Increase education and training All measurement periods Supported favorable 3% (in percentage points) 0.066 1099

Participant race and ethnicity
Black or African American
32%
White, not Hispanic
9%
Hispanic or Latino of any race
51%
Asian
4%
Another race
5%

Implementation details

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Dates covered by study

The WASC Demonstration began in November 2005 and ended in early 2010. The San Diego site enrolled study participants from 2005 to 2007, and the Bridgeport site enrolled study participants from 2006 to 2008. Participants received WASC services for two years after enrollment. WASC staff administered a randomized follow-up survey to the comparison and intervention groups 12 months after randomization.

Organizations implementing intervention

The WASC Demonstration was implemented at one-stop career centers in San Diego, CA and Bridgeport, CT. Workforce development specialists and TANF staff co-located in the one-stop career centers collaborated to deliver services.

Populations served

The WASC Demonstration recruited voluntary participants who were (1) workers earning less than $15 per hour, (2) workers with incomes below 200 percent of the federal poverty level, (3) reemployed dislocated workers with low incomes, or (4) workers who became reemployed at a lower wage than they had previously earned. TANF recipients were not eligible to participate in the intervention. A maximum of 50 percent of study participants per site could be current SNAP participants at the time of study enrollment.

The majority of the participants in the Bridgeport and San Diego WASC programs were female (67 percent and 72 percent, respectively). The average age was 33 in Bridgeport and 36 in San Diego. More than 60 percent of participants from both sites reported income below 130 percent of the poverty level; the majority of participants were Hispanic or Latino of any race in San Diego (70 percent) and were Black or African American, not Hispanic, in Bridgeport (61 percent). In San Diego, 28 percent of participants were noncitizen immigrants with a legal right to work. One-third of participants in Bridgeport and 44 percent in San Diego were working full-time when they enrolled in the intervention. Seventeen percent of participants in Bridgeport and about one-quarter of participants in San Diego did not have a high school diploma or GED at the time of enrollment.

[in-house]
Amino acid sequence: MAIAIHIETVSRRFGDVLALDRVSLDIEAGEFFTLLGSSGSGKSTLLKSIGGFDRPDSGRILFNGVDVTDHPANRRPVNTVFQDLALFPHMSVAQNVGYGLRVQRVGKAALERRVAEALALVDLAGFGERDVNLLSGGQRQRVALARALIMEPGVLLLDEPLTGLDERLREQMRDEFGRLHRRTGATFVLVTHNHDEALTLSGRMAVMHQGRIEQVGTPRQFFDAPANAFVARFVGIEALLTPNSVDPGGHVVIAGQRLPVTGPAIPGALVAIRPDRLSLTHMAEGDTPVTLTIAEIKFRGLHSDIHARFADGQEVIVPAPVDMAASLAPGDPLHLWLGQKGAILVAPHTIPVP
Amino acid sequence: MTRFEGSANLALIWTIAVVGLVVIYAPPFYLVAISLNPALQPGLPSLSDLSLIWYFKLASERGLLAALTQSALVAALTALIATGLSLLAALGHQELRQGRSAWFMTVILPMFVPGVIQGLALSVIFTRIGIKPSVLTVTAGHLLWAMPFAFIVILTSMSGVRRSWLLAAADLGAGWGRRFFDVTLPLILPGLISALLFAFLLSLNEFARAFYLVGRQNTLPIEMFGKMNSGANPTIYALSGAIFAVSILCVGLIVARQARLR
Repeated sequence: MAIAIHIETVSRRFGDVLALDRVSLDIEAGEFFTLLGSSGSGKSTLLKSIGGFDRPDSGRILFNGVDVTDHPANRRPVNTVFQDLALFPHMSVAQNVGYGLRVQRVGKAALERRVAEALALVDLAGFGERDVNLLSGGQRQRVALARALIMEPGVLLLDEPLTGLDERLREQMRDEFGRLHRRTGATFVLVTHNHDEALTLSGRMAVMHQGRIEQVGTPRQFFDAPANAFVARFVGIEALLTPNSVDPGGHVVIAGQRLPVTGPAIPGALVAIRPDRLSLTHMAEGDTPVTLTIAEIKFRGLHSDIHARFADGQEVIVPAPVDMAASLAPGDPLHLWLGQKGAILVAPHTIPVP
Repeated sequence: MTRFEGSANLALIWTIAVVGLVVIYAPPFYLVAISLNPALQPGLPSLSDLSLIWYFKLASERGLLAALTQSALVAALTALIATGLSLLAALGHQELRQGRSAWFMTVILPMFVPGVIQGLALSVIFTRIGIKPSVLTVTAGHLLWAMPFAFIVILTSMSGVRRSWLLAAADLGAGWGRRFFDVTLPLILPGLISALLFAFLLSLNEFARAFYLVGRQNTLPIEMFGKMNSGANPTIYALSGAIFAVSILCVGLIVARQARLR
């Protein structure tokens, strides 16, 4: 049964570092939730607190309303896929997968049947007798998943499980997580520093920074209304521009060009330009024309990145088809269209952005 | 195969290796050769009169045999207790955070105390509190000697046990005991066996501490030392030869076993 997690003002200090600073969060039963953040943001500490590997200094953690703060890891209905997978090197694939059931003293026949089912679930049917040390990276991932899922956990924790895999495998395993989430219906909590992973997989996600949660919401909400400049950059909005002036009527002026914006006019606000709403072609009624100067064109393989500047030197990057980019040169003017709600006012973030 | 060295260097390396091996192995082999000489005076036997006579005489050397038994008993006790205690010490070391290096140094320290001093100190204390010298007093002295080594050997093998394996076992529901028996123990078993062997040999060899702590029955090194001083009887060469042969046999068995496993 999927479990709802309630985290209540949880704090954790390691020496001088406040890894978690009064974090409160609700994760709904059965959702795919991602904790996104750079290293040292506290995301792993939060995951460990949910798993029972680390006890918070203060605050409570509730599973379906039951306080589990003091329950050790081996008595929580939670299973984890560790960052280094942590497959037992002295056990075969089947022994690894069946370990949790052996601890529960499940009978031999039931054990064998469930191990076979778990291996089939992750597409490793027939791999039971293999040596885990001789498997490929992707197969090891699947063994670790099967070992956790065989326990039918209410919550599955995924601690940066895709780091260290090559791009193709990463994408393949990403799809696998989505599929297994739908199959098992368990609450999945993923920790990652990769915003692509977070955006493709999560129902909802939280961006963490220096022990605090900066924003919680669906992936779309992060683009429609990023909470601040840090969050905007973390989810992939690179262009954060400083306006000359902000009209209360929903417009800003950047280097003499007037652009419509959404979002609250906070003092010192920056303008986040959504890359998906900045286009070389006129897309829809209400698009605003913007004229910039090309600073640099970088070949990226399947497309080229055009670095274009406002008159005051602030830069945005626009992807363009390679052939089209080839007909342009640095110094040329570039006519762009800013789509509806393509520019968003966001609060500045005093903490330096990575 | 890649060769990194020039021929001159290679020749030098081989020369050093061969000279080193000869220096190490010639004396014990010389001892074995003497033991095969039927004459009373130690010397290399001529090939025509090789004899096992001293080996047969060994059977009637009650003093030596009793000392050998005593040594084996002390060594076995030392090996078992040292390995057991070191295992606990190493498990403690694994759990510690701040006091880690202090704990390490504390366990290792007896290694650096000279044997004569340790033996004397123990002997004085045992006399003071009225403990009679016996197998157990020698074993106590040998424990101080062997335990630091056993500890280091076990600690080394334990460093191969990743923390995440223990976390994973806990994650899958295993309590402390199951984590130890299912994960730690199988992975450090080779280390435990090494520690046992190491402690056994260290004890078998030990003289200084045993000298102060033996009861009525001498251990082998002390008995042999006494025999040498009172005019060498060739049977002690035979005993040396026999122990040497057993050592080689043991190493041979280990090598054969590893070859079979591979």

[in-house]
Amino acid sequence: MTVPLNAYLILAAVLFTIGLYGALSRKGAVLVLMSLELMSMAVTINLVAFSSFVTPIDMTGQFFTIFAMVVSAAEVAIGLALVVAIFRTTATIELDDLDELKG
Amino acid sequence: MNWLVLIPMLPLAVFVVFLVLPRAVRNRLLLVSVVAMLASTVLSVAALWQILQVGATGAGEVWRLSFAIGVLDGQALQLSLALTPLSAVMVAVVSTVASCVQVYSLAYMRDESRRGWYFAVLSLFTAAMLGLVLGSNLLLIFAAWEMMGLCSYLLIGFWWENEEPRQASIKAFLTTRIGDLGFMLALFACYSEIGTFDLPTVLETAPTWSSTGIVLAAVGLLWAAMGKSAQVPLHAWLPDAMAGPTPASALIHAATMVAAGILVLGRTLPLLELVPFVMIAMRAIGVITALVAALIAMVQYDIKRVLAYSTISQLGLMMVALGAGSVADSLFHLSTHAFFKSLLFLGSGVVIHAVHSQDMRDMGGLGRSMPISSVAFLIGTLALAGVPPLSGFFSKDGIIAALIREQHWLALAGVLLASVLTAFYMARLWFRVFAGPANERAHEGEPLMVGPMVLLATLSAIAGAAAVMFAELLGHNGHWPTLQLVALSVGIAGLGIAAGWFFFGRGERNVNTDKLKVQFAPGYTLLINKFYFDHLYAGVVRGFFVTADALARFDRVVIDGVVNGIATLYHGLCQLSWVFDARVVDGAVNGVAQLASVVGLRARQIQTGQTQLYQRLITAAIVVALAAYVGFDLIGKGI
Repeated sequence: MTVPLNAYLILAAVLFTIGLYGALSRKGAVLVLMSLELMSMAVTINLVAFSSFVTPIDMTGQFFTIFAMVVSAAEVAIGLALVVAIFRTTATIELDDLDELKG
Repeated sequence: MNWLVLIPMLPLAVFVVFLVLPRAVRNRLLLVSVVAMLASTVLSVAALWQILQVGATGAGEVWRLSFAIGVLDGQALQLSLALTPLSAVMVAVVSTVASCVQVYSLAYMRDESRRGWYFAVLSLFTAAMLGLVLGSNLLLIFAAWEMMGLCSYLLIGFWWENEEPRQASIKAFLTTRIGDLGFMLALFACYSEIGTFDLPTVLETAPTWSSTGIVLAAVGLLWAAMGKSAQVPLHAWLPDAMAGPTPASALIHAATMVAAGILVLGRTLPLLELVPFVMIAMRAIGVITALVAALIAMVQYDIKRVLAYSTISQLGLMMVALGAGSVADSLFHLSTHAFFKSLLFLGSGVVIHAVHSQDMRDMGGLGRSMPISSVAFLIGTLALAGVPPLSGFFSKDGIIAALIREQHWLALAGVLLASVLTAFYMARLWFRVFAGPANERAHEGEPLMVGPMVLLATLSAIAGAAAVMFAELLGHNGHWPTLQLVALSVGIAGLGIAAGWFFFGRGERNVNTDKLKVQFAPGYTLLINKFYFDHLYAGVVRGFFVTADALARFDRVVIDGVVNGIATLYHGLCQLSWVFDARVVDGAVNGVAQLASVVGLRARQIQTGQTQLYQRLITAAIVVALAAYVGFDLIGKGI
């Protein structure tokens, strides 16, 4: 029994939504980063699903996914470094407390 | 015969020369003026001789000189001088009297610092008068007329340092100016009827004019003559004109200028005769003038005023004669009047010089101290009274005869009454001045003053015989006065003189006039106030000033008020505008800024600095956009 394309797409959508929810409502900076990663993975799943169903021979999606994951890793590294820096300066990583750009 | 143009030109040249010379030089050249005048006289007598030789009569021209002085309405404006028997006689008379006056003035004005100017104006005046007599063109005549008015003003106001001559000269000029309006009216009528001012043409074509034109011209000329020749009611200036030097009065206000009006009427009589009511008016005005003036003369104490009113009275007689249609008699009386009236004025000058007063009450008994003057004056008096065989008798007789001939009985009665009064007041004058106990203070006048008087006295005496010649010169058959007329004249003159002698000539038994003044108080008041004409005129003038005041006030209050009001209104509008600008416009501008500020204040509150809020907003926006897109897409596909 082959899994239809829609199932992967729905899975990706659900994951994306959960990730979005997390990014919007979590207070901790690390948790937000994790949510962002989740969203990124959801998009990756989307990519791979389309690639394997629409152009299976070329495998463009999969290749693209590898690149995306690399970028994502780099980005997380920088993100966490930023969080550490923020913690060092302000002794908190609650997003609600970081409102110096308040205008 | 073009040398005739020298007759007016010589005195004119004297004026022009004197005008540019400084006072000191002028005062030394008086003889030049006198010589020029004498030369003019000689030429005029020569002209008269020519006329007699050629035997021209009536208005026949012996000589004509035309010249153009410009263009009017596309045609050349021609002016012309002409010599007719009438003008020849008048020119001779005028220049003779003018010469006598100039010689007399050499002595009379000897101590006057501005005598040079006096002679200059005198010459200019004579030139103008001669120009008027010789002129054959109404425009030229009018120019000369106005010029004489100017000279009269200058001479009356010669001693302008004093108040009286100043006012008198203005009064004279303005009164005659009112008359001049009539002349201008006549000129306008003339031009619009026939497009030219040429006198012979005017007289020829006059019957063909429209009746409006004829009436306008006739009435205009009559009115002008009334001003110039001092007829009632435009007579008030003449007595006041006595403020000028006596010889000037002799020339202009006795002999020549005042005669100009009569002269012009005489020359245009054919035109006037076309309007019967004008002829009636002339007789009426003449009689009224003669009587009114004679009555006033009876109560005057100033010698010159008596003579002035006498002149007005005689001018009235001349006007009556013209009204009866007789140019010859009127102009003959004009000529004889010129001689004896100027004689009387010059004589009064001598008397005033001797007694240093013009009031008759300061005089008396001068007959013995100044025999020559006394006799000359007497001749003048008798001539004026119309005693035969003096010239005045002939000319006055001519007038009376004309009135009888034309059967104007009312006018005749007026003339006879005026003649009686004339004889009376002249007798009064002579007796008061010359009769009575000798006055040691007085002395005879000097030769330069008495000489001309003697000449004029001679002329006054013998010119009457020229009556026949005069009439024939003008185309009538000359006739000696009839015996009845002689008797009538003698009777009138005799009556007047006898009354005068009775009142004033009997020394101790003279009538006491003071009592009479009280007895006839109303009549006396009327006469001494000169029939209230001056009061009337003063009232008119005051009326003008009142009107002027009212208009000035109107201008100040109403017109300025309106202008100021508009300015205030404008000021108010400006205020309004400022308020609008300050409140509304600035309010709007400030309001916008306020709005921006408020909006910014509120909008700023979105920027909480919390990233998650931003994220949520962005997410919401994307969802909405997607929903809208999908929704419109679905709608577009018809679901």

Description of services implemented

The WASC model had two key components: (1) advancement services aimed at improving work conditions and increasing earnings, wages, and employer-provided benefits, and (2) work supports aimed at connecting participants to wraparound services and increasing their uptake of public benefits. The WASC Demonstration was implemented differently at each site.

Advancement services. Participants received advancement services through career coaching and skills development.

  • Career coaching. Career coaches or navigators helped participants develop short-term and long-term advancement goals with attainable steps, administered career assessments, connected participants to potential employers through informational interviews and job opportunities, and addressed participants’ barriers to maintaining employment by helping them identify job advancement opportunities such as pursuing promotions. Starting in the summer of 2008, participants at the Bridgeport WASC site received gas cards and gift cards as incentives for engaging with career navigators.